Objective: Randomized clinical trials of novel critical care interventions are currently tested in children only after documenting their safety in adults. Although this practice may protect children from research risks, it may paradoxically threaten children’s well-being by depriving them of evidence to guide their care. We sought to evaluate the ethical, methodologic, and practical arguments for and against studying critical care interventions in adults and children simultaneously rather than sequentially.
Data Source: Empirical studies and conceptual arguments germane to the objective were reviewed.
Data Extraction and Synthesis: Children are traditionally viewed as “participants of last resort” due to their vulnerability and decisional incapacity. However, critically ill adults commonly share similar features. Thus, structured risk assessments used by Institutional Review Boards to determine the adequacy of research protections for critically ill adults can also help protect children. From a methodologic perspective, interventions may be tested simultaneously in children and adults by enrolling children as a prespecified subgroup within a larger adult randomized clinical trial or by enrolling children in a separate trial conducted in parallel. Both approaches raise practical and analytical challenges that can frequently be met. For example, investigators might choose outcome measures that are appropriate for both adults and children. Additionally, using Bayesian approaches to link the estimates of treatment effects in children to the values observed in adults may enhance the statistical power to detect pediatric-specific effects. Finally, centralized Institutional Review Boards and data monitoring centers may alleviate practical concerns with conducting trials among adults and children simultaneously.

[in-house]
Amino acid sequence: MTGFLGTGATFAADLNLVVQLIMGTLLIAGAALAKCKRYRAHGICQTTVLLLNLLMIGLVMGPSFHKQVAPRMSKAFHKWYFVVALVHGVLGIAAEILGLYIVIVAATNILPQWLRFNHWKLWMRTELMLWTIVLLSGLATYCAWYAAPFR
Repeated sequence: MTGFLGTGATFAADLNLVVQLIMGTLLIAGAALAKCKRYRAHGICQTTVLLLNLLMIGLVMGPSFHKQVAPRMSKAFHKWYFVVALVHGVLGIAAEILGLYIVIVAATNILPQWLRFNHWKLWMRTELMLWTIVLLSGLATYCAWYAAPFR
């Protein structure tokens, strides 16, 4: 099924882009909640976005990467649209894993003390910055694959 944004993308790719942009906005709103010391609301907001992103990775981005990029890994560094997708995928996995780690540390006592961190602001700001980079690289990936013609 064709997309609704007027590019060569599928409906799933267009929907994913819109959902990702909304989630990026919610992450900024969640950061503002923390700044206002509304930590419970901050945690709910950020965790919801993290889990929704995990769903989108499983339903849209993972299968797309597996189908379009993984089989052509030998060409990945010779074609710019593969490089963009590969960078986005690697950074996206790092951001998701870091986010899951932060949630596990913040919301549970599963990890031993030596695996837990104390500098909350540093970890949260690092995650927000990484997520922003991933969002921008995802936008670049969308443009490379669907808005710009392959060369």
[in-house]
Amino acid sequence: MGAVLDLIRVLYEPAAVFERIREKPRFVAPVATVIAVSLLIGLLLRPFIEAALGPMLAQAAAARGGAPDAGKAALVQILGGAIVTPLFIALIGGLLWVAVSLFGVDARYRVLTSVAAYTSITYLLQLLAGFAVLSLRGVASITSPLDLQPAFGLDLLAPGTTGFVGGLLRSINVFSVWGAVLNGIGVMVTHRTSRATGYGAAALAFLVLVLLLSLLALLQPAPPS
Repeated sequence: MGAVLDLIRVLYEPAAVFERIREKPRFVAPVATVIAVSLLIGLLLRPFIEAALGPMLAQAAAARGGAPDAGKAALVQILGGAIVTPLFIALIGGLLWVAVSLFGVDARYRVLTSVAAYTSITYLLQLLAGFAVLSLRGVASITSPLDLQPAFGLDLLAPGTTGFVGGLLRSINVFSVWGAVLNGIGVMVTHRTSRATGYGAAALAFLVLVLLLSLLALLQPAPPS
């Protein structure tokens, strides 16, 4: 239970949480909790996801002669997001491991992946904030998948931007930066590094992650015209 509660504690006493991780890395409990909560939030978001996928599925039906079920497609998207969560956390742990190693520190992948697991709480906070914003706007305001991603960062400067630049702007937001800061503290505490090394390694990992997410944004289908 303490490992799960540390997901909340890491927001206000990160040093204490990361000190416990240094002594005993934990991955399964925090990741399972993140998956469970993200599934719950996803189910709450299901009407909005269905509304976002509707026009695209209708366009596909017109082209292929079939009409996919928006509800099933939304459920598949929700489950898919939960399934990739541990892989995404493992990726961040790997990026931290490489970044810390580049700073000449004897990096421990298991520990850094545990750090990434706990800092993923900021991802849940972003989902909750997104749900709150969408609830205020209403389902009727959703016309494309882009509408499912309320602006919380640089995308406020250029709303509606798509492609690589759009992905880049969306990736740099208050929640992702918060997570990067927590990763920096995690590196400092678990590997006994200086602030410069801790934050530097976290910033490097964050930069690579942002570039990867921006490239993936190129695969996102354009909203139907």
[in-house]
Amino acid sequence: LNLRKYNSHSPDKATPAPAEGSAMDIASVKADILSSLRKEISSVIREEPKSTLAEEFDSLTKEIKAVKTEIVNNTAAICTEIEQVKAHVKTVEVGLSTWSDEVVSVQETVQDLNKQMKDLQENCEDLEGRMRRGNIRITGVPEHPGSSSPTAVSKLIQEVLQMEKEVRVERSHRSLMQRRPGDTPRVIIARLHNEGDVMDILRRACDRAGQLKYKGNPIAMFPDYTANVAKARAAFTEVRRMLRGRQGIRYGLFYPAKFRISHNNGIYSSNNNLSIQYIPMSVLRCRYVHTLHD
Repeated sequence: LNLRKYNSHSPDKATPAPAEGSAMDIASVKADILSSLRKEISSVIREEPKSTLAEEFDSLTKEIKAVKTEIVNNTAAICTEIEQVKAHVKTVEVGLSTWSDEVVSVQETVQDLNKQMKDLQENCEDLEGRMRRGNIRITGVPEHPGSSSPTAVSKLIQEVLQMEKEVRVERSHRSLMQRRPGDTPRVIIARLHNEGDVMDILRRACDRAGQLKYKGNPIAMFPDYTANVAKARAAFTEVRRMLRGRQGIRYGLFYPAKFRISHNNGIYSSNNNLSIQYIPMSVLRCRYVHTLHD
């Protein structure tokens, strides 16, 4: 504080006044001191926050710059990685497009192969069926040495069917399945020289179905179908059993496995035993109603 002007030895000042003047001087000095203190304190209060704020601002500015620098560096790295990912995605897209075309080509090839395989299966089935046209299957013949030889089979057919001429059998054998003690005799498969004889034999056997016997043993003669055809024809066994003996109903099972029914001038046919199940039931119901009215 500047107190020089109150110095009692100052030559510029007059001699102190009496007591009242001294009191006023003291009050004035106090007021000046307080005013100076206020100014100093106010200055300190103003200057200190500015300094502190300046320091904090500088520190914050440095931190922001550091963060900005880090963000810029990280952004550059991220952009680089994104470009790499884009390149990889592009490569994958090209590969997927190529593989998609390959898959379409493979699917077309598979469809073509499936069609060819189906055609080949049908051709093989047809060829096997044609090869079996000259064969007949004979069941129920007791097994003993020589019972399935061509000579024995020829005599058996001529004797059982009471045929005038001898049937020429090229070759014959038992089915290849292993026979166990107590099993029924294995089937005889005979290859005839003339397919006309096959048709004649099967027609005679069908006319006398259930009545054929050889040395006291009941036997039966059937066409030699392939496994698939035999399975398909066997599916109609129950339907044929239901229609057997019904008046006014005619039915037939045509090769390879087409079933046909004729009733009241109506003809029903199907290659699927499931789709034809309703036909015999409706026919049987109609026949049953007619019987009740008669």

Conclusions: The current standard of testing critical care interventions in adults before children rests on tenuous ethical arguments and is entrenched by the methodologic and logistic barriers encountered with alternative approaches. However, these barriers will frequently be surmountable. We therefore propose that the default paradigm be changed such that interventions are examined routinely in critically ill children and adults simultaneously unless unique reasons exist to the contrary.